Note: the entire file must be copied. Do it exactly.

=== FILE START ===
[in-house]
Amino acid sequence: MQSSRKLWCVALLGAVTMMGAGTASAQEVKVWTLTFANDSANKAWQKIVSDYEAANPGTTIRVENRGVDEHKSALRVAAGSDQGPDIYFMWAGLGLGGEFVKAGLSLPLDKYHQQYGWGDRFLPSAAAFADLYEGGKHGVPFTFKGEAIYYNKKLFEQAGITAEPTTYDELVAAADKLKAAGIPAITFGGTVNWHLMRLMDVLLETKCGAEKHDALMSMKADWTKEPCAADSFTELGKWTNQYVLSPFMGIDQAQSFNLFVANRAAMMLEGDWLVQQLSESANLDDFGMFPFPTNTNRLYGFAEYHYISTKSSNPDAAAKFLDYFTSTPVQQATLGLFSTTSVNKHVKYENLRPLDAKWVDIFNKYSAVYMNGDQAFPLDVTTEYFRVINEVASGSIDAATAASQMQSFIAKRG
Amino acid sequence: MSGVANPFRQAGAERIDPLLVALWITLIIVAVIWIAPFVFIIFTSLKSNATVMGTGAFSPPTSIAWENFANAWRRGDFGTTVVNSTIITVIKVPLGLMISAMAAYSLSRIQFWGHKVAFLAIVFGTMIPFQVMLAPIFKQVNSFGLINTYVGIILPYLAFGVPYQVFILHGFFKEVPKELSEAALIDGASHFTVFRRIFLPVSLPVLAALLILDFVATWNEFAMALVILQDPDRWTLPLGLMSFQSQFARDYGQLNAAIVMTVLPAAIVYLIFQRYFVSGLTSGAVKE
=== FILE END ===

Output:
[in-house]
Amino acid sequence: MQSSRKLWCVALLGAVTMMGAGTASAQEVKVWTLTFANDSANKAWQKIVSDYEAANPGTTIRVENRGVDEHKSALRVAAGSDQGPDIYFMWAGLGLGGEFVKAGLSLPLDKYHQQYGWGDRFLPSAAAFADLYEGGKHGVPFTFKGEAIYYNKKLFEQAGITAEPTTYDELVAAADKLKAAGIPAITFGGTVNWHLMRLMDVLLETKCGAEKHDALMSMKADWTKEPCAADSFTELGKWTNQYVLSPFMGIDQAQSFNLFVANRAAMMLEGDWLVQQLSESANLDDFGMFPFPTNTNRLYGFAEYHYISTKSSNPDAAAKFLDYFTSTPVQQATLGLFSTTSVNKHVKYENLRPLDAKWVDIFNKYSAVYMNGDQAFPLDVTTEYFRVINEVASGSIDAATAASQMQSFIAKRG
Amino acid sequence: MSGVANPFRQAGAERIDPLLVALWITLIIVAVIWIAPFVFIIFTSLKSNATVMGTGAFSPPTSIAWENFANAWRRGDFGTTVVNSTIITVIKVPLGLMISAMAAYSLSRIQFWGHKVAFLAIVFGTMIPFQVMLAPIFKQVNSFGLINTYVGIILPYLAFGVPYQVFILHGFFKEVPKELSEAALIDGASHFTVFRRIFLPVSLPVLAALLILDFVATWNEFAMALVILQDPDRWTLPLGLMSFQSQFARDYGQLNAAIVMTVLPAAIVYLIFQRYFVSGLTSGAVKE